Marylin Monroe is an iconic figue of America. Beautiful, successful, wealthy, well-loved and tragic. In truth, her life was riddled with hardships and depression. Why do we always feel such a need to hide that part of ourselves we feel no one wants to see? Why do we cringe at the words "mental illness" or "depression?" Let's finally throw off the shackles of stigma and start the conversation. So the brightest stars will not be snuffed out before there time.
The Hope of Africa
This oil painting on wood panel is from a photograph reference taken in East Africa. The inspiration for this piece comes from my work with the Caluya Foundation. They are a non-profit organization with 8 different projects across 5 countries. The specific project that inspired this piece is a recent 5K I was blessed to have the opportunity to direct. The funds from the 5K were used to help stop Female Genital Mutilation (FGM) in East Africa.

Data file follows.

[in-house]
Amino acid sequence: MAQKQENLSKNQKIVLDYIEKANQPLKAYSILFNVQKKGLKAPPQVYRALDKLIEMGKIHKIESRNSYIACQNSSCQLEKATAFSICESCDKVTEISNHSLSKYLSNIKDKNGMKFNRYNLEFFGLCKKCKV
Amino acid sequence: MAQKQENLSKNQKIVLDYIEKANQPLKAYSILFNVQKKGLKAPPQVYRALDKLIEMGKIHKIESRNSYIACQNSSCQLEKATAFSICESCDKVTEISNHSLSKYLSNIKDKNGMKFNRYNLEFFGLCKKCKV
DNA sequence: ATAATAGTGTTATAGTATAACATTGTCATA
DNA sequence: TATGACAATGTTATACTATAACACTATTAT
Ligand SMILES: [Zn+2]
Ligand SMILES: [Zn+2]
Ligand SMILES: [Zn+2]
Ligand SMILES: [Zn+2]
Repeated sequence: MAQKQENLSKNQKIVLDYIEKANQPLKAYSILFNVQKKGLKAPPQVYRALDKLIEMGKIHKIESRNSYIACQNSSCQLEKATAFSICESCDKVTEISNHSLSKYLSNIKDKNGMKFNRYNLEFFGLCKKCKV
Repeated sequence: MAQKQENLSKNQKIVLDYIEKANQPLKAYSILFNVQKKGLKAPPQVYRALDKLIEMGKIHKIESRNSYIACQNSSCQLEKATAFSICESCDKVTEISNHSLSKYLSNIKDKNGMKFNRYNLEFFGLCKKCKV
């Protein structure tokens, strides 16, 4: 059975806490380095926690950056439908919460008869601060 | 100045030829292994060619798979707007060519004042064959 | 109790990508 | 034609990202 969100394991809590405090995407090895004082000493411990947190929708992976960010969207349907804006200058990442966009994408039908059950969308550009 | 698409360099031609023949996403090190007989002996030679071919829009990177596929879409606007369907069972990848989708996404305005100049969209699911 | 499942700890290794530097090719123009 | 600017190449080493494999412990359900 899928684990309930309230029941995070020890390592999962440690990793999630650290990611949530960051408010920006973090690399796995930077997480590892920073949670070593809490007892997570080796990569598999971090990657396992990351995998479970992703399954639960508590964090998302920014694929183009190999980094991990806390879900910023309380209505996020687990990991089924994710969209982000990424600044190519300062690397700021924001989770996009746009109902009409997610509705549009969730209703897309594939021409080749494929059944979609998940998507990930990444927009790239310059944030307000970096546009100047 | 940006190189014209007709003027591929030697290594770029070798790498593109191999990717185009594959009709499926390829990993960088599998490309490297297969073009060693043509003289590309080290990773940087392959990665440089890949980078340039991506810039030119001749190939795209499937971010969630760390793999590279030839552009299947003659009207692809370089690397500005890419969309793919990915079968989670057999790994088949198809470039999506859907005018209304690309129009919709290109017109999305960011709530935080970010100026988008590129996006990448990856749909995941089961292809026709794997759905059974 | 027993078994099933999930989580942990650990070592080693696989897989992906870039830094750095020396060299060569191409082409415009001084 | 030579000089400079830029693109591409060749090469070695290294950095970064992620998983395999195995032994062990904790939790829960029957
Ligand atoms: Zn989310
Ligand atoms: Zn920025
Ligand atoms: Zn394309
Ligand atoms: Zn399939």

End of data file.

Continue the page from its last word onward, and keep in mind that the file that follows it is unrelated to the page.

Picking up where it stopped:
There seems to a solemness to this young girls face, but you can still see the light of hope in her eyes. Although she has obviously experienced hardship, there is a strength and innocence that still remain. Hope and healing can come in many ways. Hopefully, this portrait will help provide healing through bringing awareness and a motivation for change.
Composed Strength and Serene Beauty
Gouache painted piece also inspired by the women of East Africa. There is a serene beauty and pride in such a strong and humble people. She seems to be waiting with calm anticipation. What is she waiting for? Who is she watching as she stands noble in the streets of Africa?
Resilience Despite the Rain
I am captivated by this older African woman’s stance as she surveys the damage after a mudslide. This watercolor piece depicts the resilience and perseverance of a beautiful and noble people. This is nothing new and she will move forward despite the set back. One day at a time, after the damage is finished.